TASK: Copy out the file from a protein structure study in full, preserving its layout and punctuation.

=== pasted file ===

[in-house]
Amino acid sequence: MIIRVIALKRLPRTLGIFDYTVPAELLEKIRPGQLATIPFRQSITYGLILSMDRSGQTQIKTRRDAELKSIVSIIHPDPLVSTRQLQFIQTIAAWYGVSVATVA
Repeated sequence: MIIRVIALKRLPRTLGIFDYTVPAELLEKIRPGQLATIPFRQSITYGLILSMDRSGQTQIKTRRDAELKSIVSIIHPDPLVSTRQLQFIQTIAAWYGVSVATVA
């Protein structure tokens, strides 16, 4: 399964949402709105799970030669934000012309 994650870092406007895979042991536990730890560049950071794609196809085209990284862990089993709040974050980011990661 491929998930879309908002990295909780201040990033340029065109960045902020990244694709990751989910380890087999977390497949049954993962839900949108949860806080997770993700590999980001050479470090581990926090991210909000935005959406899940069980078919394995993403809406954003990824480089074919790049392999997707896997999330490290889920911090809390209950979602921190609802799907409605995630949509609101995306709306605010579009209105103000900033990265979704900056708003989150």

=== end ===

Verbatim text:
[in-house]
Amino acid sequence: MIIRVIALKRLPRTLGIFDYTVPAELLEKIRPGQLATIPFRQSITYGLILSMDRSGQTQIKTRRDAELKSIVSIIHPDPLVSTRQLQFIQTIAAWYGVSVATVA
Repeated sequence: MIIRVIALKRLPRTLGIFDYTVPAELLEKIRPGQLATIPFRQSITYGLILSMDRSGQTQIKTRRDAELKSIVSIIHPDPLVSTRQLQFIQTIAAWYGVSVATVA
């Protein structure tokens, strides 16, 4: 399964949402709105799970030669934000012309 994650870092406007895979042991536990730890560049950071794609196809085209990284862990089993709040974050980011990661 491929998930879309908002990295909780201040990033340029065109960045902020990244694709990751989910380890087999977390497949049954993962839900949108949860806080997770993700590999980001050479470090581990926090991210909000935005959406899940069980078919394995993403809406954003990824480089074919790049392999997707896997999330490290889920911090809390209950979602921190609802799907409605995630949509609101995306709306605010579009209105103000900033990265979704900056708003989150």